With liberty, justice, and communication access for all?

Last month, Vera’s Center on Victimization and Safety (CVS) hosted a national training on serving Deaf crime victims, focusing heavily on communication access. While Deaf people experience domestic and sexual violence at rates similar to their hearing counterparts, they are less likely to get the help they need because our country’s victim services and criminal justice system have yet to account for their unique cultural and linguistic needs. Unique barriers block their access to emergency hotlines, including 911 in some jurisdictions, as well as crisis intervention and advocacy services, forensic exams, crime victim compensation, shelter, and counseling services, among other supports.

CVS used this conference to highlight best practices in community- and criminal justice-based responses to crimes against Deaf people. The conference, held in Vancouver, Washington on November 5 and 6, featured more than 20 of our country’s leading experts on domestic and sexual violence against Deaf individuals (many of whom are Deaf themselves) training on topics ranging from using technology safely to communicate with Deaf survivors to increasing access to the criminal justice system and legal services. More than 200 first responders, prosecutors, and victim service providers from around the country were in attendance. 

Conference attendees were met with a unique conference experience; one shaped by Deaf culture and communication needs. Conference signs were bi-lingual, using English and American Sign Language (ASL) signs or alphabet. Lights flashed on and off to get the attention of attendees. The vast majority of presentations were given in ASL and voiced into English by a team of 12 ASL interpreters. Interpreters were available during registration, conference breaks, and evening activities to foster networking between Deaf and hearing colleagues—a rarity due to communication barriers. In addition to exposing hearing attendees to Deaf culture, these conference features helped to create a welcoming and inclusive environment for Deaf attendees—who made up 40 percent of attendees.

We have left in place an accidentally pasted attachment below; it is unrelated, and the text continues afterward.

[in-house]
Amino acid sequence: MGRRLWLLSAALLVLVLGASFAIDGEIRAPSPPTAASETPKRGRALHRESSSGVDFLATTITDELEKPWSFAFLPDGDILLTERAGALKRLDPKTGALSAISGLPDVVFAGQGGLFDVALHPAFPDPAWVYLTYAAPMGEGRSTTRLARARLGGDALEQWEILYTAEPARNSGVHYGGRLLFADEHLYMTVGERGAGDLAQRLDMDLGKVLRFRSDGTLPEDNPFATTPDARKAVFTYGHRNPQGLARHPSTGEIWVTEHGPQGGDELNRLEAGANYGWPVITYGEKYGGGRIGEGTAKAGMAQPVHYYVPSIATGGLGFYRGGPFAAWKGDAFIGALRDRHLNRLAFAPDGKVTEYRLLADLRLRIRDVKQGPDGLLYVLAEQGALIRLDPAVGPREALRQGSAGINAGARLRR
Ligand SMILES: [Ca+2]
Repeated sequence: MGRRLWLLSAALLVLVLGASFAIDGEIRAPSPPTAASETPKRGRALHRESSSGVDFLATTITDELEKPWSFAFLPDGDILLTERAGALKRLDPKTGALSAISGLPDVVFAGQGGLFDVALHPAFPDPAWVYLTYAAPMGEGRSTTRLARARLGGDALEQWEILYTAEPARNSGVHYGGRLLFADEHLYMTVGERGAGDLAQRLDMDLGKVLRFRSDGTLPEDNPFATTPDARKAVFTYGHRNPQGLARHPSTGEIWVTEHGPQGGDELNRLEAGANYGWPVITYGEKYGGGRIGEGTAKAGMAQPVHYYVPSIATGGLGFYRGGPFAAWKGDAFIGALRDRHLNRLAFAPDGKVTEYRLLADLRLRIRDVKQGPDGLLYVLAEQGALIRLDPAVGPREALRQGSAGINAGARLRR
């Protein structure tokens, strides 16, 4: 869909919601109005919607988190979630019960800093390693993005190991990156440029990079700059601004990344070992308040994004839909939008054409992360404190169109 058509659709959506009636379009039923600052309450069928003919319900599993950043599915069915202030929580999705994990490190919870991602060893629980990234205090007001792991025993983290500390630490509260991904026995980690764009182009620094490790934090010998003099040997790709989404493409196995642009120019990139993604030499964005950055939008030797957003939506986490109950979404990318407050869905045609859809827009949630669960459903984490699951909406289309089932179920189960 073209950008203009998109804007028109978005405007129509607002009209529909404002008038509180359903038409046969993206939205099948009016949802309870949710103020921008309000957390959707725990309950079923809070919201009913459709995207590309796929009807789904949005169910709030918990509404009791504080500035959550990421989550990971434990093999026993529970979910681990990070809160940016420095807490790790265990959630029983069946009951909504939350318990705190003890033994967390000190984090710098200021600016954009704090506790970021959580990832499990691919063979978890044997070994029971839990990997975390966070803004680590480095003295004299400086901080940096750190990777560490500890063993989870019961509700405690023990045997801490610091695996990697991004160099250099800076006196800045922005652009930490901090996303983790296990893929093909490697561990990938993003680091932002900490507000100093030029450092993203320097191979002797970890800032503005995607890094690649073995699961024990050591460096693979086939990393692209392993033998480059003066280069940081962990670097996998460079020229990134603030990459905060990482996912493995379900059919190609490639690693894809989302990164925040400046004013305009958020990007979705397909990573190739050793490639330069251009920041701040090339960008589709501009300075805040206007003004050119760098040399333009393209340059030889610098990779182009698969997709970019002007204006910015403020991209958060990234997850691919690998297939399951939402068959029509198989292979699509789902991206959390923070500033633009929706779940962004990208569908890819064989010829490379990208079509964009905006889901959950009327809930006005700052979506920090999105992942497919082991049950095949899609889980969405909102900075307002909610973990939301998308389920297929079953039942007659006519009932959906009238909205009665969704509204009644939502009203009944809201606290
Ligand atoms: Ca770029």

While our conference might not have garnered the same attention as recent news events, we hope that we were able to not only create a positive and informative training experience for both Deaf and hearing attendees, but a training experience where the most basic of human necessities—the ability to communicate with one another—was achieved.



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